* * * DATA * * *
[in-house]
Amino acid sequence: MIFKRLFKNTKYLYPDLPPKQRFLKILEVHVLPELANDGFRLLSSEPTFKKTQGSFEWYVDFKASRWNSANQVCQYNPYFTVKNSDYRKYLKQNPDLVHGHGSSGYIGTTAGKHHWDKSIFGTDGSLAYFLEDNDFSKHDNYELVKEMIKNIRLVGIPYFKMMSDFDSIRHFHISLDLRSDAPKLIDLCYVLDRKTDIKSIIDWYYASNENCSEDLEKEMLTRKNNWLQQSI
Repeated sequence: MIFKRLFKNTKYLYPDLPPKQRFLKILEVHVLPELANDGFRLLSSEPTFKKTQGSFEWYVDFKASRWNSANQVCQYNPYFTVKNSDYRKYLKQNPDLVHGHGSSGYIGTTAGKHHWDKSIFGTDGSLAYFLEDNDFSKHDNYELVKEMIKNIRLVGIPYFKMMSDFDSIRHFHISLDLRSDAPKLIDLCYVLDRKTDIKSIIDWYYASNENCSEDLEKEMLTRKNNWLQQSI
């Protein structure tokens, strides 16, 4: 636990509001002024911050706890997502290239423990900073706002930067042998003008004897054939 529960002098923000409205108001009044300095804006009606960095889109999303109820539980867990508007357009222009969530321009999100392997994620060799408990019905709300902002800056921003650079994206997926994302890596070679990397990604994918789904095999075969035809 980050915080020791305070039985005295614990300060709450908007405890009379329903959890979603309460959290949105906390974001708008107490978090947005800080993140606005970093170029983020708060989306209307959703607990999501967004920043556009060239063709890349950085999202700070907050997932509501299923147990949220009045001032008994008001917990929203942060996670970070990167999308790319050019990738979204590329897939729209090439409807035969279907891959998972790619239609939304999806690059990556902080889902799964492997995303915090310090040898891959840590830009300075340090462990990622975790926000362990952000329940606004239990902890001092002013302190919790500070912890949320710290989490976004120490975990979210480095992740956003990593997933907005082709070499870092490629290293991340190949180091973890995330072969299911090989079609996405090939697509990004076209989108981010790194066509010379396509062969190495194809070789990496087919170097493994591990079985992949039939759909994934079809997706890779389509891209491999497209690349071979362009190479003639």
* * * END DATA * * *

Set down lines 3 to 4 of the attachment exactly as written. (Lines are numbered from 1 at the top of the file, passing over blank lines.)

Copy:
Repeated sequence: MIFKRLFKNTKYLYPDLPPKQRFLKILEVHVLPELANDGFRLLSSEPTFKKTQGSFEWYVDFKASRWNSANQVCQYNPYFTVKNSDYRKYLKQNPDLVHGHGSSGYIGTTAGKHHWDKSIFGTDGSLAYFLEDNDFSKHDNYELVKEMIKNIRLVGIPYFKMMSDFDSIRHFHISLDLRSDAPKLIDLCYVLDRKTDIKSIIDWYYASNENCSEDLEKEMLTRKNNWLQQSI
């Protein structure tokens, strides 16, 4: 636990509001002024911050706890997502290239423990900073706002930067042998003008004897054939 529960002098923000409205108001009044300095804006009606960095889109999303109820539980867990508007357009222009969530321009999100392997994620060799408990019905709300902002800056921003650079994206997926994302890596070679990397990604994918789904095999075969035809 980050915080020791305070039985005295614990300060709450908007405890009379329903959890979603309460959290949105906390974001708008107490978090947005800080993140606005970093170029983020708060989306209307959703607990999501967004920043556009060239063709890349950085999202700070907050997932509501299923147990949220009045001032008994008001917990929203942060996670970070990167999308790319050019990738979204590329897939729209090439409807035969279907891959998972790619239609939304999806690059990556902080889902799964492997995303915090310090040898891959840590830009300075340090462990990622975790926000362990952000329940606004239990902890001092002013302190919790500070912890949320710290989490976004120490975990979210480095992740956003990593997933907005082709070499870092490629290293991340190949180091973890995330072969299911090989079609996405090939697509990004076209989108981010790194066509010379396509062969190495194809070789990496087919170097493994591990079985992949039939759909994934079809997706890779389509891209491999497209690349071979362009190479003639």